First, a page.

- Sector: Health care
- Market cap: $76.4 billion
- 1 year absolute: +19%
- 1 year versus Health care: +8%
- 1 year versus S&P 500: -1%
- Top-line growth: FY17 27%; FY18 5%
- Bottom-line growth: FY17 +12%; FY18 +11%
- P/E multiple: FY17 17.8x; FY18 16.0x
- Positive on industry (safe haven) and ABT is a leadership name in the group.
- Good diversification: devices, diagnostics, nutritionals and pharma
- St. Jude acquisition highly complementary ($0.21 accretion); broadens ABT’s business in high-growth area of cardiovascular
- Margin expansion opportunities and strong synergies from St. Jude
- Exposed to positive secular themes in medical devices eg. lifestyle diseases (structural heart and diabetes).
- Notable drag from pediatric nutrition in China, but this affects less than 10 per cent of revenue and management is working on it.
- Strong quarter that beat top line and bottom line.
- Driven by medical devices (4.5 per cent growth) and pharma (5.7 per cent growth).
- Reiterated guidance: mid-single digit sales growth and double-digit earnings growth (STJ accretion)
- January 2017: completed acquisition St. Jude Medical.
- STJ positions in areas such as atrial fibrillation, heart failure, structural heart and chronic pain complement Abbott's positions in coronary interventions and mitral valve disease.
ALPHABET INC. (GOOGL.O)
- Sector: Info tech
- Market cap: $655 billion
- 1 year absolute: +34%
- 1 year versus Technology: -5.7%
- 1 year versus S&P 500: +14%
- Top-line growth: CY16 +21%; CY17 +20%; CY18 +16%
- Bottom-line growth: CY16 +21%; CY17 +48%; CY18 +18%
- P/E multiple: CY17 23.1x; CY18 19.7x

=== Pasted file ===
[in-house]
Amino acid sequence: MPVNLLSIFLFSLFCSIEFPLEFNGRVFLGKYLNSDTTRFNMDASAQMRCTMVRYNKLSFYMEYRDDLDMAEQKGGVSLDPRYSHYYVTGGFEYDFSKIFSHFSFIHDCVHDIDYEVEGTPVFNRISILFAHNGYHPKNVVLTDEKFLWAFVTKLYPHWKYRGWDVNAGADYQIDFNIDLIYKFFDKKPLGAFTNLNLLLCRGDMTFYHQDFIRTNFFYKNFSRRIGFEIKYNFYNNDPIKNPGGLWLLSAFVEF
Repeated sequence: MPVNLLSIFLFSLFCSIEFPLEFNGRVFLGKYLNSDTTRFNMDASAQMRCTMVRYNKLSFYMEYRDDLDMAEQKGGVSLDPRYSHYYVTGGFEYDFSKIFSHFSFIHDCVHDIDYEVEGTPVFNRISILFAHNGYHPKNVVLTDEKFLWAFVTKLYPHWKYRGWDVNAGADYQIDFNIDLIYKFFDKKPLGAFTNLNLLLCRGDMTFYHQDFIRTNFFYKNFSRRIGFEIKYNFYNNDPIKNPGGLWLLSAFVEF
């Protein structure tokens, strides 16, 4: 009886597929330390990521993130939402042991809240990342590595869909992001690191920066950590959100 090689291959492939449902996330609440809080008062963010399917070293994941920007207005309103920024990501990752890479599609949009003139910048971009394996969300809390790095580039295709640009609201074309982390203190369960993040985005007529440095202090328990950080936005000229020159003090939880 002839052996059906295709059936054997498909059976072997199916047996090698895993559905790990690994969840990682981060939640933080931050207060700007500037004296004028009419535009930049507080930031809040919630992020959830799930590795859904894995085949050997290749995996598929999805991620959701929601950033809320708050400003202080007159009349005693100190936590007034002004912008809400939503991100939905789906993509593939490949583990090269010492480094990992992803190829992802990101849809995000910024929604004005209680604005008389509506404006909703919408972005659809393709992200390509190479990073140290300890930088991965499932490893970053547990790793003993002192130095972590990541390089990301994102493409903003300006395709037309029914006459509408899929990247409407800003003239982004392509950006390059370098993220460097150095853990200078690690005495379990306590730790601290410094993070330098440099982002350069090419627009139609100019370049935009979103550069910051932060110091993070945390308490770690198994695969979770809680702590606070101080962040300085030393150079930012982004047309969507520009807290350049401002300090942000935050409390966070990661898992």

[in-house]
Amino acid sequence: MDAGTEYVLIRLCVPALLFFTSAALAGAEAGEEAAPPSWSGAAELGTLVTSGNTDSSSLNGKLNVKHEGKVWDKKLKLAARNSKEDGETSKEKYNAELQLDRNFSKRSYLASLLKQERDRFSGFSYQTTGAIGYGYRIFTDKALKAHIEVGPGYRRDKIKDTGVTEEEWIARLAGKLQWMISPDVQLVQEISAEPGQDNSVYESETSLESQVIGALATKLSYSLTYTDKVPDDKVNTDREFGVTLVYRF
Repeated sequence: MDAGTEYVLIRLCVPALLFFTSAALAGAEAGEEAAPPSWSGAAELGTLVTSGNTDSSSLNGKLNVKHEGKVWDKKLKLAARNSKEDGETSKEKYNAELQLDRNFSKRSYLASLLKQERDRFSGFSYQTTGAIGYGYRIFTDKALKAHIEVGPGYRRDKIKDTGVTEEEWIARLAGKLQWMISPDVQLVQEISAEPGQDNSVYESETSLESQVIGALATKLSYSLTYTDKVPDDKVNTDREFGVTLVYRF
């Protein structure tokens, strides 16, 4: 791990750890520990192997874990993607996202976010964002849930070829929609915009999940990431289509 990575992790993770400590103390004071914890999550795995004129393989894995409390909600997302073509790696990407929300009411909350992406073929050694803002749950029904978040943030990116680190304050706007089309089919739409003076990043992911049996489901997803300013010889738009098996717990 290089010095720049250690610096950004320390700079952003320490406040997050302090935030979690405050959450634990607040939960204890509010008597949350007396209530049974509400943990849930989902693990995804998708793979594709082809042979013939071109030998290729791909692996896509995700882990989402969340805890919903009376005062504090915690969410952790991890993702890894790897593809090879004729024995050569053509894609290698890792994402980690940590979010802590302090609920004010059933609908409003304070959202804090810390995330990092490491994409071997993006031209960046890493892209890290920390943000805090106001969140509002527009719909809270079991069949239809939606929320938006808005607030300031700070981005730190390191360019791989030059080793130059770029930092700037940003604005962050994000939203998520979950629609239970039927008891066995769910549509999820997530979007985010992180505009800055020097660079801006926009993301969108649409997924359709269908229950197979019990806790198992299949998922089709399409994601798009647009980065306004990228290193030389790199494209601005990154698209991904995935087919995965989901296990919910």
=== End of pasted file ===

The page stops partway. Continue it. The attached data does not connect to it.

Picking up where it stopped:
- Technology continues to screen favourably in our process.
- Core advertising business continues to be strong (+19 per cent y/y in Q117; 66 per cent of ad spend still offline). Google Sites +21 per cent. Secular digital ad growth and mobile usage highly likely to continue driving superior earnings growth on their own.
- Beyond the core, cloud service is growing rapidly with significant opportunity ahead (and within an oligopoly with AMZN, MSFT). Machine learning, AI and autonomous driving are also significant initiatives for Alphabet but with uncertain future.
- Management getting “Other Bet” spending under control (paused Google Fiber expansion), which should reduce the current $4-billion drag on operating income (approximately 10 per cent of total).
- Significant international exposure (53 per cent of sales) could be hit by stronger USD but helped by tax repatriation holiday ($83 billion cash, 13 per cent of cap).
- Valuation of 23x near long-term averages (21x), approximately 1x PEG, and slightly below historical relative premium to S&P.
- Sector: Info tech
- Market cap: $215 billion
- 1 year absolute: +22.0%
- 1 year versus Technology: -17.6%
- 1 year versus S&P 500: +2.3%
- Top-line growth: CY16 +14%; CY17 +14%; CY18 +10%
- Bottom-line growth: CY16 +12%; CY17 +15%; CY18 +14%
- P/E multiple: CY17 26.8x; CY18 23.4x
- As technology and spending patterns evolve, we really like fintech and the payments space in general.
- Visa bought in Europe so it’s a more complex company now with FX and currency head/tailwinds.
- Raised 2H’17 guidance on deal mechanics; more growth potential and room for cost saves.
- Visa’s U.S. volumes grew almost four percentage points faster than Mastercard in 2016 due to several major partnership wins.
- U.S. purchase volume +10.9 per cent at Visa versus +6.4 per cent at Mastercard.
- You’re getting a couple extra percentage points growth out of Visa now, so rotating from Mastercard makes sense.